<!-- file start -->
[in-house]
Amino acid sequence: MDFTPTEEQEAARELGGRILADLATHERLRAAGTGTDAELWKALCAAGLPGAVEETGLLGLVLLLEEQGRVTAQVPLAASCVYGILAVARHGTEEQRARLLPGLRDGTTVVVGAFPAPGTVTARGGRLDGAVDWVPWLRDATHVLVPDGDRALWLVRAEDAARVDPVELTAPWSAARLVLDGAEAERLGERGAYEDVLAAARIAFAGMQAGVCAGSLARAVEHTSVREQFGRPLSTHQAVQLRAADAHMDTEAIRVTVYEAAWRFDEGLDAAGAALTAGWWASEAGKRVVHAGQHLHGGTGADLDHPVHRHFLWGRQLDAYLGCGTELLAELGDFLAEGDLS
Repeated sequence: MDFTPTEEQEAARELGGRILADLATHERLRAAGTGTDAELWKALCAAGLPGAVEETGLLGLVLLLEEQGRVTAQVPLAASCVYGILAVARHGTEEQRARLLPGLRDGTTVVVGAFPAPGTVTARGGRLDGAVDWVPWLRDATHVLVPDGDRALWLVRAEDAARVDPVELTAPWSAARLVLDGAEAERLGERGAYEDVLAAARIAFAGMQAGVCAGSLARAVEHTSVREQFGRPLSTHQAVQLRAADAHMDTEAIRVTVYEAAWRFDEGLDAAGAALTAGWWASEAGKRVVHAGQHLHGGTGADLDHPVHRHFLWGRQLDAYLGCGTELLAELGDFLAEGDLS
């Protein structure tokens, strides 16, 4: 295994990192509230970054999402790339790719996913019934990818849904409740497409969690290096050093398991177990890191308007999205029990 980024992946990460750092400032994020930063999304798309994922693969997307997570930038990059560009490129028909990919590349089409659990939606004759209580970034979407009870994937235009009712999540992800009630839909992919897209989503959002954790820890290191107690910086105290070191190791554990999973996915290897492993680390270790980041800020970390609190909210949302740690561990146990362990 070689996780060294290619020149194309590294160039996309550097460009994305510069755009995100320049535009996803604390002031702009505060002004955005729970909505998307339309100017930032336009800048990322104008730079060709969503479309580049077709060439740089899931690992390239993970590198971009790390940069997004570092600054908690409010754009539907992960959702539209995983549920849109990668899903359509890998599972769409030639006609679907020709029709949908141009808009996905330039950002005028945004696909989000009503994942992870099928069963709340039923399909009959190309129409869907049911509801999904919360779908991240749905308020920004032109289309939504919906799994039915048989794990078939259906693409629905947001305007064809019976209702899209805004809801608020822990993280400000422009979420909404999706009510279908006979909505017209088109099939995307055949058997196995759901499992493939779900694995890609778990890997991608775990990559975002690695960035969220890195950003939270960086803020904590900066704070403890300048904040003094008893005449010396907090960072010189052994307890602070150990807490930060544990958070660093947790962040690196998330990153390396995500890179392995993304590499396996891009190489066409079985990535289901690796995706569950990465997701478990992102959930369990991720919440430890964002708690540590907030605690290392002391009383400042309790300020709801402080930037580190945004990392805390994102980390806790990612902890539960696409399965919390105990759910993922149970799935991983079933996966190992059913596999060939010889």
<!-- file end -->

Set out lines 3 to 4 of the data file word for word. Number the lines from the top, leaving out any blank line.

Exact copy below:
Repeated sequence: MDFTPTEEQEAARELGGRILADLATHERLRAAGTGTDAELWKALCAAGLPGAVEETGLLGLVLLLEEQGRVTAQVPLAASCVYGILAVARHGTEEQRARLLPGLRDGTTVVVGAFPAPGTVTARGGRLDGAVDWVPWLRDATHVLVPDGDRALWLVRAEDAARVDPVELTAPWSAARLVLDGAEAERLGERGAYEDVLAAARIAFAGMQAGVCAGSLARAVEHTSVREQFGRPLSTHQAVQLRAADAHMDTEAIRVTVYEAAWRFDEGLDAAGAALTAGWWASEAGKRVVHAGQHLHGGTGADLDHPVHRHFLWGRQLDAYLGCGTELLAELGDFLAEGDLS
């Protein structure tokens, strides 16, 4: 295994990192509230970054999402790339790719996913019934990818849904409740497409969690290096050093398991177990890191308007999205029990 980024992946990460750092400032994020930063999304798309994922693969997307997570930038990059560009490129028909990919590349089409659990939606004759209580970034979407009870994937235009009712999540992800009630839909992919897209989503959002954790820890290191107690910086105290070191190791554990999973996915290897492993680390270790980041800020970390609190909210949302740690561990146990362990 070689996780060294290619020149194309590294160039996309550097460009994305510069755009995100320049535009996803604390002031702009505060002004955005729970909505998307339309100017930032336009800048990322104008730079060709969503479309580049077709060439740089899931690992390239993970590198971009790390940069997004570092600054908690409010754009539907992960959702539209995983549920849109990668899903359509890998599972769409030639006609679907020709029709949908141009808009996905330039950002005028945004696909989000009503994942992870099928069963709340039923399909009959190309129409869907049911509801999904919360779908991240749905308020920004032109289309939504919906799994039915048989794990078939259906693409629905947001305007064809019976209702899209805004809801608020822990993280400000422009979420909404999706009510279908006979909505017209088109099939995307055949058997196995759901499992493939779900694995890609778990890997991608775990990559975002690695960035969220890195950003939270960086803020904590900066704070403890300048904040003094008893005449010396907090960072010189052994307890602070150990807490930060544990958070660093947790962040690196998330990153390396995500890179392995993304590499396996891009190489066409079985990535289901690796995706569950990465997701478990992102959930369990991720919440430890964002708690540590907030605690290392002391009383400042309790300020709801402080930037580190945004990392805390994102980390806790990612902890539960696409399965919390105990759910993922149970799935991983079933996966190992059913596999060939010889």